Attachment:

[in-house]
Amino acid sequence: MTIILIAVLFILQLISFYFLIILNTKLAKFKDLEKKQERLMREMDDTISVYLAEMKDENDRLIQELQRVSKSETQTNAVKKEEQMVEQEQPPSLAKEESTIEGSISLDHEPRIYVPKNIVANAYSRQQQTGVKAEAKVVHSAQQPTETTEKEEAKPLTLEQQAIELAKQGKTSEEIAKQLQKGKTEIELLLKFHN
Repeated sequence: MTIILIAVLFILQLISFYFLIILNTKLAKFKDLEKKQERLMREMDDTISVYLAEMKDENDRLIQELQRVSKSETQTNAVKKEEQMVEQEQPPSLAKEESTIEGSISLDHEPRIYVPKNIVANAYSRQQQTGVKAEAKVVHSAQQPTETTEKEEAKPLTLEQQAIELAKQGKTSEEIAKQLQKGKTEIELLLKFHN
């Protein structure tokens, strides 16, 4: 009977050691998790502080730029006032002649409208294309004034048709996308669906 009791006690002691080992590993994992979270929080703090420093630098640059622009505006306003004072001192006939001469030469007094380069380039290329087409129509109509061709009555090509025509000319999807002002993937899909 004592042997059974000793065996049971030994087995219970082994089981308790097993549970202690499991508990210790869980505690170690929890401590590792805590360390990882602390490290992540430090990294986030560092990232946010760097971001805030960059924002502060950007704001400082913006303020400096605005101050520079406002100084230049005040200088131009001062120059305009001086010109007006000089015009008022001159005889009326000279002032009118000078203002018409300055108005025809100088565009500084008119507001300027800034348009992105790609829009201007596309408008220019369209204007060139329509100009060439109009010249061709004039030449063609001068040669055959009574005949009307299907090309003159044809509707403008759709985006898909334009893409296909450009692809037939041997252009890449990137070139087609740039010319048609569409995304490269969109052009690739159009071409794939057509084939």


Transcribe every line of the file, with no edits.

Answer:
[in-house]
Amino acid sequence: MTIILIAVLFILQLISFYFLIILNTKLAKFKDLEKKQERLMREMDDTISVYLAEMKDENDRLIQELQRVSKSETQTNAVKKEEQMVEQEQPPSLAKEESTIEGSISLDHEPRIYVPKNIVANAYSRQQQTGVKAEAKVVHSAQQPTETTEKEEAKPLTLEQQAIELAKQGKTSEEIAKQLQKGKTEIELLLKFHN
Repeated sequence: MTIILIAVLFILQLISFYFLIILNTKLAKFKDLEKKQERLMREMDDTISVYLAEMKDENDRLIQELQRVSKSETQTNAVKKEEQMVEQEQPPSLAKEESTIEGSISLDHEPRIYVPKNIVANAYSRQQQTGVKAEAKVVHSAQQPTETTEKEEAKPLTLEQQAIELAKQGKTSEEIAKQLQKGKTEIELLLKFHN
């Protein structure tokens, strides 16, 4: 009977050691998790502080730029006032002649409208294309004034048709996308669906 009791006690002691080992590993994992979270929080703090420093630098640059622009505006306003004072001192006939001469030469007094380069380039290329087409129509109509061709009555090509025509000319999807002002993937899909 004592042997059974000793065996049971030994087995219970082994089981308790097993549970202690499991508990210790869980505690170690929890401590590792805590360390990882602390490290992540430090990294986030560092990232946010760097971001805030960059924002502060950007704001400082913006303020400096605005101050520079406002100084230049005040200088131009001062120059305009001086010109007006000089015009008022001159005889009326000279002032009118000078203002018409300055108005025809100088565009500084008119507001300027800034348009992105790609829009201007596309408008220019369209204007060139329509100009060439109009010249061709004039030449063609001068040669055959009574005949009307299907090309003159044809509707403008759709985006898909334009893409296909450009692809037939041997252009890449990137070139087609740039010319048609569409995304490269969109052009690739159009071409794939057509084939």